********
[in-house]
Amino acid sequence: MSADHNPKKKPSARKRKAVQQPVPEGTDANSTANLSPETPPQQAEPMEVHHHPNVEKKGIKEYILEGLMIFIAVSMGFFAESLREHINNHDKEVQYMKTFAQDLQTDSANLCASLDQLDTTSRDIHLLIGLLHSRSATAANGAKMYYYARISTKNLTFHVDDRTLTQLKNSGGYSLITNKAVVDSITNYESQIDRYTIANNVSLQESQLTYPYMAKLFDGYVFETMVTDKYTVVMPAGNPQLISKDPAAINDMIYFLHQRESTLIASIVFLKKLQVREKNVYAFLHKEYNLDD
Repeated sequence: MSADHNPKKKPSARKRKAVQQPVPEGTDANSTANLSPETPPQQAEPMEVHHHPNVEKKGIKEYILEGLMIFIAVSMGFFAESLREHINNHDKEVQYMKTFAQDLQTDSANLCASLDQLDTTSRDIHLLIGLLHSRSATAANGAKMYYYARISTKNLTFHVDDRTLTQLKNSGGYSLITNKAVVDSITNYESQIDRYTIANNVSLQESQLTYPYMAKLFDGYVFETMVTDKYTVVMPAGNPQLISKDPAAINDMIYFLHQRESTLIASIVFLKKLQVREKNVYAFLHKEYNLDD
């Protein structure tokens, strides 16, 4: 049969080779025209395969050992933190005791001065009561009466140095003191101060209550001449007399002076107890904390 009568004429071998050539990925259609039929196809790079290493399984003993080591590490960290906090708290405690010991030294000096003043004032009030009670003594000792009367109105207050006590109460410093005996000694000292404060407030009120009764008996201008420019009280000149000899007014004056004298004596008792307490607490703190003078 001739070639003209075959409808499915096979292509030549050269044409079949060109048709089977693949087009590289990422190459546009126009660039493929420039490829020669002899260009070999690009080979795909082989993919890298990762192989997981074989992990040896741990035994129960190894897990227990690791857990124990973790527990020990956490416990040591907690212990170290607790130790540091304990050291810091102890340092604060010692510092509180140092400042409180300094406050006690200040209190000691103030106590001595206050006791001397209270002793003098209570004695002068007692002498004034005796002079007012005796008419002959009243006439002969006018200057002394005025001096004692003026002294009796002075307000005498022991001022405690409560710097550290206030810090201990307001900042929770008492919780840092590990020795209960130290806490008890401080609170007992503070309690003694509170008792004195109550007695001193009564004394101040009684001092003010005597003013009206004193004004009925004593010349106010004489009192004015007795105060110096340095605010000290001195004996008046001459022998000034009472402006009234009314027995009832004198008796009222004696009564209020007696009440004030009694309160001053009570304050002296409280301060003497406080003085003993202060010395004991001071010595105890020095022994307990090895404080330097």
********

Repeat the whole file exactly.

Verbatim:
[in-house]
Amino acid sequence: MSADHNPKKKPSARKRKAVQQPVPEGTDANSTANLSPETPPQQAEPMEVHHHPNVEKKGIKEYILEGLMIFIAVSMGFFAESLREHINNHDKEVQYMKTFAQDLQTDSANLCASLDQLDTTSRDIHLLIGLLHSRSATAANGAKMYYYARISTKNLTFHVDDRTLTQLKNSGGYSLITNKAVVDSITNYESQIDRYTIANNVSLQESQLTYPYMAKLFDGYVFETMVTDKYTVVMPAGNPQLISKDPAAINDMIYFLHQRESTLIASIVFLKKLQVREKNVYAFLHKEYNLDD
Repeated sequence: MSADHNPKKKPSARKRKAVQQPVPEGTDANSTANLSPETPPQQAEPMEVHHHPNVEKKGIKEYILEGLMIFIAVSMGFFAESLREHINNHDKEVQYMKTFAQDLQTDSANLCASLDQLDTTSRDIHLLIGLLHSRSATAANGAKMYYYARISTKNLTFHVDDRTLTQLKNSGGYSLITNKAVVDSITNYESQIDRYTIANNVSLQESQLTYPYMAKLFDGYVFETMVTDKYTVVMPAGNPQLISKDPAAINDMIYFLHQRESTLIASIVFLKKLQVREKNVYAFLHKEYNLDD
């Protein structure tokens, strides 16, 4: 049969080779025209395969050992933190005791001065009561009466140095003191101060209550001449007399002076107890904390 009568004429071998050539990925259609039929196809790079290493399984003993080591590490960290906090708290405690010991030294000096003043004032009030009670003594000792009367109105207050006590109460410093005996000694000292404060407030009120009764008996201008420019009280000149000899007014004056004298004596008792307490607490703190003078 001739070639003209075959409808499915096979292509030549050269044409079949060109048709089977693949087009590289990422190459546009126009660039493929420039490829020669002899260009070999690009080979795909082989993919890298990762192989997981074989992990040896741990035994129960190894897990227990690791857990124990973790527990020990956490416990040591907690212990170290607790130790540091304990050291810091102890340092604060010692510092509180140092400042409180300094406050006690200040209190000691103030106590001595206050006791001397209270002793003098209570004695002068007692002498004034005796002079007012005796008419002959009243006439002969006018200057002394005025001096004692003026002294009796002075307000005498022991001022405690409560710097550290206030810090201990307001900042929770008492919780840092590990020795209960130290806490008890401080609170007992503070309690003694509170008792004195109550007695001193009564004394101040009684001092003010005597003013009206004193004004009925004593010349106010004489009192004015007795105060110096340095605010000290001195004996008046001459022998000034009472402006009234009314027995009832004198008796009222004696009564209020007696009440004030009694309160001053009570304050002296409280301060003497406080003085003993202060010395004991001071010595105890020095022994307990090895404080330097």